When I found you

And I never thought that I would say this

Or feel the way I do, but you see

Miracles happen if we allow them to

My mind veered into thinking about a recent friendship lost, the birth of my son, and the lessons he was already teaching me. I attribute that pregnancy to so many of the decisions I’ve made to slow down.

The beautiful fresh produce laid out before me, the obsessive thoughts, the evocative music, the vow to refrain from guilty thoughts- these circumstances were the exact recipe I needed that day. I acknowledged the mental chatter and said, “Just make the pesto and enjoy it. If Will wakes up, you’ll pause and go back to it. Enjoy the work you are doing.” 

Enjoy the work you are doing. 

In other words, be here for THIS. Just this, right now. Nothing else matters except for this present moment. 

All of a sudden, the world changed. It snapped into a sharp focus. The mundanity of what I was doing became a miracle. Juicing lemons became the most visceral sensation. The acidity bit at my hands while my eyes narrowed at the brightness of the room. Everything seemed more THERE. Brighter, more colourful, truly extraordinary little miracles. The miracle of the sun. The miracle of fresh produce. The miracle of life. And the voice in my mind was finally, blessedly silent. 

The feeling was so intense that I started to weep out of wonder. A thought crept in, “I didn’t know I could feel this way.” From behind the thought came a flash of certainty. Not a thought, a knowing. It was this:

It was here all along. It’s in me. Available to me whenever.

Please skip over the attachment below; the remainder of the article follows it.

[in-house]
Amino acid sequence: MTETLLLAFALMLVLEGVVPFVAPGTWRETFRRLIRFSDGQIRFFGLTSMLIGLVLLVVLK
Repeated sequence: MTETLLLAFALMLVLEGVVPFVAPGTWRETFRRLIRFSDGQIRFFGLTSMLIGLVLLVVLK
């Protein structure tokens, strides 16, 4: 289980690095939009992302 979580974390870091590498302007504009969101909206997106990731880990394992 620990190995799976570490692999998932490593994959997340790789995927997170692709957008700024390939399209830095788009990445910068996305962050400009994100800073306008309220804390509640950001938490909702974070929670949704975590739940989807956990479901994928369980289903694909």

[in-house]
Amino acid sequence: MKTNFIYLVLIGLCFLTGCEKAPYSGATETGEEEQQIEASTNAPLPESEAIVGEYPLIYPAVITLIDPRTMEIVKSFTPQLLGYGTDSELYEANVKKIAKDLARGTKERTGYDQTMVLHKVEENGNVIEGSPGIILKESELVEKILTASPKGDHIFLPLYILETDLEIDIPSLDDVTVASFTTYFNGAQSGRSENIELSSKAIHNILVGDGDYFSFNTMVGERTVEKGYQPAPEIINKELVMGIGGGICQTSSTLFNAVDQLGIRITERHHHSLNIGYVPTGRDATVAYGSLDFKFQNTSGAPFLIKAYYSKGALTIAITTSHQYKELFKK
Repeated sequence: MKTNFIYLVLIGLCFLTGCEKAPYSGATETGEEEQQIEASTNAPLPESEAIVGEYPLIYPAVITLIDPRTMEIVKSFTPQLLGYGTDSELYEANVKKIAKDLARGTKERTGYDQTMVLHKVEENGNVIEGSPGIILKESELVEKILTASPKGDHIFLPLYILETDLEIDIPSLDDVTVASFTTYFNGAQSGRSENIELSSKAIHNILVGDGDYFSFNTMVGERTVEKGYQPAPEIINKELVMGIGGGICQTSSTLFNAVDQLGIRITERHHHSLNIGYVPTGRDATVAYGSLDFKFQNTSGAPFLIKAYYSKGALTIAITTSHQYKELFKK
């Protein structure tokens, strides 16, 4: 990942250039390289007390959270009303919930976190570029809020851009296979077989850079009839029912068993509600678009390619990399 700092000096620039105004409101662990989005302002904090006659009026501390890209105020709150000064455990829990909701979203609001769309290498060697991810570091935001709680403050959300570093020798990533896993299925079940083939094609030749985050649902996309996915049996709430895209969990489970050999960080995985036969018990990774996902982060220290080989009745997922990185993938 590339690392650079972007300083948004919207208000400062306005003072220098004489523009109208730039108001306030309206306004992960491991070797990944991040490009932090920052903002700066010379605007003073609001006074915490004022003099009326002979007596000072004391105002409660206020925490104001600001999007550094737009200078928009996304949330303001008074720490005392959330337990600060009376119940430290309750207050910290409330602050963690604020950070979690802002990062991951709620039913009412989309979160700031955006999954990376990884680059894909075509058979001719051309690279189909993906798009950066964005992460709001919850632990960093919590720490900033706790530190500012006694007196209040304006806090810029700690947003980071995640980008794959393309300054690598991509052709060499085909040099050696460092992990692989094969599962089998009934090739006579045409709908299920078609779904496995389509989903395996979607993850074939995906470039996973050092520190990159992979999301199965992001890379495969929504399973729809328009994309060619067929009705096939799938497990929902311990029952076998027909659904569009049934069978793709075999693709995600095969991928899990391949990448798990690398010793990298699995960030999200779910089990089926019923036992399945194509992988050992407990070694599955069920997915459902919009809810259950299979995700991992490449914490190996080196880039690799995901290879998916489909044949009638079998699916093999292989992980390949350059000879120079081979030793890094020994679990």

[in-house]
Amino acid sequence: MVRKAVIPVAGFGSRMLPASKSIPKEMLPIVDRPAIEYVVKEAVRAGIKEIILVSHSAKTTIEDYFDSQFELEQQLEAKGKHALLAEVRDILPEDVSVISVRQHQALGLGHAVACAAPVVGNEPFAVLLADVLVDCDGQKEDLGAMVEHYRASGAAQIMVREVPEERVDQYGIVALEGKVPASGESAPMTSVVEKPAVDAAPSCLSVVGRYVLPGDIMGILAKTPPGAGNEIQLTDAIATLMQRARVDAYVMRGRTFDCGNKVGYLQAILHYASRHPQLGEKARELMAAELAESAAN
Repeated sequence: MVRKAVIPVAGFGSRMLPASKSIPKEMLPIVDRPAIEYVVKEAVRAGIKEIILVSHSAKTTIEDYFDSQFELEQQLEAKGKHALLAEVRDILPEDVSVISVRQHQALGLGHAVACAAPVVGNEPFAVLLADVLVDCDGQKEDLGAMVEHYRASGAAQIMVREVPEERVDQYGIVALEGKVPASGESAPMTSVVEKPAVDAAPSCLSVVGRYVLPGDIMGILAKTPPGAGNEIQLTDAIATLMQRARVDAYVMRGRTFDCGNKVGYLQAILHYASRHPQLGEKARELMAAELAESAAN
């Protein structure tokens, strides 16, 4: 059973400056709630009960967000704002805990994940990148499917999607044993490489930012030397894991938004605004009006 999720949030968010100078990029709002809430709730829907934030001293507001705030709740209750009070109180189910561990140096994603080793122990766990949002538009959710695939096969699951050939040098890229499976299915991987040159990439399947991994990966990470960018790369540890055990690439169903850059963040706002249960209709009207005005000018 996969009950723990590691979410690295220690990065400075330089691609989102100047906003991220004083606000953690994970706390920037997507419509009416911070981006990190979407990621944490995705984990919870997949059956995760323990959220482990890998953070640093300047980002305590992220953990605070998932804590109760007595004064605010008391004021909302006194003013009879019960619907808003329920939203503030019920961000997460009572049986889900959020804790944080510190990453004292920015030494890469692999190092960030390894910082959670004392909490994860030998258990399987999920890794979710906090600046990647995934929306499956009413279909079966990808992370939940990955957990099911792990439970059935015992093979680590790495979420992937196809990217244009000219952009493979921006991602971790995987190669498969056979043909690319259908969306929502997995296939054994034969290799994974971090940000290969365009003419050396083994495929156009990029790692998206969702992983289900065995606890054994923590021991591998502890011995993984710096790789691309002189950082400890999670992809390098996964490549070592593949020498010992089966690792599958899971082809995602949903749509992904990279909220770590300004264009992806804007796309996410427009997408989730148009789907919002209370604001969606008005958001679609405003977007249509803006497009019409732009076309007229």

When the experience passed, I ran to my office and wrote it on my wall notes. (Context: I was working on a mindset course early this year and parked it until I felt more ready. The notes for it were all over my office wall.) 

It was here all along. It’s in me. Available to me whenever.

Can you spot it in the jumble of words?

All in all, it lasted for about ten minutes. Ten minutes of feeling my heart prised wide open. Ten minutes of being flooded with gratitude for the miracles of my life. Ten minutes of feeling the most alive I’d ever felt. 

As my ego came back online, it jumped to analyse the occurrence. I told Dreamboat and tried to articulate it in words – which they’ll never do justice. But I know for sure that it was the most PRESENT I’ve ever been. 

‘Present’ is such a buzzword right now. We throw around that we like to be PRESENT for our kids, or present for this or that. I don’t know about anyone else, but my previous idea of presence was being in a moment without the distraction of outside forces, namely a phone, TV, or other noise. But even in my previous most present moments, the voice in my head was always there – telling me what I should and should not do, getting stuck in old stories, bouncing between analysing the past, worrying about the future and questioning the very words that left my mouth. That voice, our ego/ identity/ self, can only survive in the past or the present. Its very survival depends on it, hence its resistance to new ideas or tools to quieten it, such as meditation, yoga, mindfulness, breath work or cold water therapy.